AT&T DOS 3.1 differs from generic MSDOS 3.10 in its use of cluster-size and file allocation table structures. AT&T DOS appears to use rules not from version 3, but rather those from version 2.
Epson Equity III and ComputerLand 3.10 DOS's appear to use cluster techniques that are a cross between versions 2 and 3. On type DOS partitions, these DOS's use 3.x rules if the partition is larger than 32,680 sectors in total size. This implies 16 bit FAT entries as well. On partitions below this size, they will use 2.x rules, including the 12 bit FAT entries.
Zenith DOS 3.x and Wyse DOS 3.2 have built in internal device\drivers to handle up to 4 32Mb DOS partitions on a single hard disk. Wyse DOS 3.31 will handle single partitions up to 512Mb with a 32-bit FAT.
According to PC Week Magazine, July 4, 1988, Arabic versions of MSDOS are shipping with a hardware copy-protection system from Rainbow Technologies. This is similar to the short-lived system used by AutoCAD 2.52 and a very few other MSDOS programs, where an adapter block is plugged into the parallel port and software makes use of coded bytes within the block. This type of copy protection has been common on Commodore products for several years, where it is called a "dongle."
The AutoCAD dongle was defeated by a small program written within weeks of version 2.52's debut. Version 2.62 was released 3 months later, without the dongle. The DOS dongle will, however, prevent the system from booting at all unless it is found.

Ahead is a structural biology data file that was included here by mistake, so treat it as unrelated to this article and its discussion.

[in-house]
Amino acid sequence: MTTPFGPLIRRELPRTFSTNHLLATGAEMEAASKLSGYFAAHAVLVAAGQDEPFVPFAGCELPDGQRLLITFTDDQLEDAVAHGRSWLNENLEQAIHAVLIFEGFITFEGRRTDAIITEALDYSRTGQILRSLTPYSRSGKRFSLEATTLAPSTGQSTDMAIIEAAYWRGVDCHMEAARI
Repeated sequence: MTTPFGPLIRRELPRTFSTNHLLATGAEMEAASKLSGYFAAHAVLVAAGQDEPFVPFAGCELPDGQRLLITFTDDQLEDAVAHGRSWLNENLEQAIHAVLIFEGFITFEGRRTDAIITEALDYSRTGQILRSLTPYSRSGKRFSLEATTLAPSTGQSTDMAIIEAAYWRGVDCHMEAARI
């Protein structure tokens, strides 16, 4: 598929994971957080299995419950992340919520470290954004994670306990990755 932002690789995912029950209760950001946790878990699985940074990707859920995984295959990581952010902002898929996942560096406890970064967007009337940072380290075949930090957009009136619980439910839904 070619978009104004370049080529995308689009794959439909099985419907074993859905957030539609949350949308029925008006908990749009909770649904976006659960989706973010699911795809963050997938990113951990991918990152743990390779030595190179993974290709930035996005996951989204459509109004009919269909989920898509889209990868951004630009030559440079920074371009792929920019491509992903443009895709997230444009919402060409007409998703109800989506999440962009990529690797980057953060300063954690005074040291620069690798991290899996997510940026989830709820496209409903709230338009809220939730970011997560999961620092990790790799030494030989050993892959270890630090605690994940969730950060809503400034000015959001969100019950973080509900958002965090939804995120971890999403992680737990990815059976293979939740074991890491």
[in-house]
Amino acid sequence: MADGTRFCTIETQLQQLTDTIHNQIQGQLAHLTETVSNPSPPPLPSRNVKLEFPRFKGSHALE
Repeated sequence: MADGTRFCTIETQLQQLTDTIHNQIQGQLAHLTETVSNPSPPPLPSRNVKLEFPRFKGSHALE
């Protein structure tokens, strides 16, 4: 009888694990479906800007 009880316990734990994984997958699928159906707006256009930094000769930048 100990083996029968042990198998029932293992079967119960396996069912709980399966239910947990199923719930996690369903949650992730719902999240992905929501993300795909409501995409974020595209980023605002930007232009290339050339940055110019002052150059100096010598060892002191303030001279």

This makes the Arabic version of MSDOS the first copy-protected operating system, a dubious distinction at best. The modifications to the operating system to support the dongle are not known at this time.
Versions of DOS sold in Great Britain are either newer than those sold in the US or use a different numbering system. DOS 3.4, 4.0, 4.1, 4.2, and 4.3 had been released there between the US releases of 3.3 and 4.0.
MSDOS 4.0 was introduced in mid-1987 in Europe (at SICOB in Paris and sometime earlier by Apricot Computer in the UK). It apparently offers multitasking PROVIDED applications are specially written for it.
David Fraser (UK MD of Microsoft) is on record saying that DOS 4 is unlikely to set the world alight and is of interest only to specific OEM's who want its features for networking/comms etc. Standard DOS applications will run under DOS 4.x as a foreground task according to uncertain information. It differs from earlier versions only in allowing background tasks to run. No info about how many tasks/memory requirements etc. at this time. It will run an MS-DOS 3.2 or earlier type task in a foreground partition, and a specially written task in the background.
Microsoft changed their OEM licensing agreements between DOS versions 2.x and 3.x. OEM versions of DOS 3.x must maintain certain data areas and undocumented functions in order to provide compatibility with the networking features of the operating system. For this reason, resident programs will be much more reliable when operating under DOS 3.x.
IBM's release of DOS 4.0 (and the immediate subsequent release of a bugfix) is a dubious step "forward." DOS 4.0 is the first version of DOS to come with a warranty; the catch is that IBM warrants it only for a very slim list of IBM-packaged software. 4.0 has some minor EMS support, support for large hard disks, and not much else. With its voracious RAM requirements and lack of compatibility with previous versions of DOS (many major software packages crash under DOS 4.0), plus the increase in price to a cool $150, there has been no great rush to go to the newest DOS.